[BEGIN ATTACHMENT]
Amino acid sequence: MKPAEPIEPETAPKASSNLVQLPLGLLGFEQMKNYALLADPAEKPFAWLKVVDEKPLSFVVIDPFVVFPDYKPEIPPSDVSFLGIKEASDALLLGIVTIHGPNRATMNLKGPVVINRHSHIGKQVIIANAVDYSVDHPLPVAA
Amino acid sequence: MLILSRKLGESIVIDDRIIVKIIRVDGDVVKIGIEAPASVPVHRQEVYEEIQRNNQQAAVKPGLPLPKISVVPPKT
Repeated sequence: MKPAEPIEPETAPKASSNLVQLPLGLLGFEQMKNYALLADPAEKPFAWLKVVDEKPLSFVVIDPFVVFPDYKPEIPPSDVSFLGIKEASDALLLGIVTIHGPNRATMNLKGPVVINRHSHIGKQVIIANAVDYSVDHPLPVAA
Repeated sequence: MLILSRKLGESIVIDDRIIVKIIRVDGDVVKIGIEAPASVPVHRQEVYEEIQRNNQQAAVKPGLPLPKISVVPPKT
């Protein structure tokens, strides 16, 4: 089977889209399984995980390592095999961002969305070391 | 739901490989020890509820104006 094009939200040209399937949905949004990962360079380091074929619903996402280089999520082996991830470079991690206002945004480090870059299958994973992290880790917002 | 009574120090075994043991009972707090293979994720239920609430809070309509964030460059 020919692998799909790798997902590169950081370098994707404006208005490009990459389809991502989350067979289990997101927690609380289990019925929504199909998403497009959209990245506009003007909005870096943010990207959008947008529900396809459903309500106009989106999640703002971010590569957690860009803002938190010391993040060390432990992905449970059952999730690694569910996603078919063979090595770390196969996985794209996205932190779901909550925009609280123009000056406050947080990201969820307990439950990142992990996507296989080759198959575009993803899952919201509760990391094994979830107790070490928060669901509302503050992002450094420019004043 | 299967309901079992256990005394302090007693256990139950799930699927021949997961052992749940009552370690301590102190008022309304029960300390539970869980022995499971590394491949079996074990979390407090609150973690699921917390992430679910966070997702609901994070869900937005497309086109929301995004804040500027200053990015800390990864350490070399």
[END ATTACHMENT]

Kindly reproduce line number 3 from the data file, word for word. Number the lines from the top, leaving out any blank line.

Repeated sequence: MKPAEPIEPETAPKASSNLVQLPLGLLGFEQMKNYALLADPAEKPFAWLKVVDEKPLSFVVIDPFVVFPDYKPEIPPSDVSFLGIKEASDALLLGIVTIHGPNRATMNLKGPVVINRHSHIGKQVIIANAVDYSVDHPLPVAA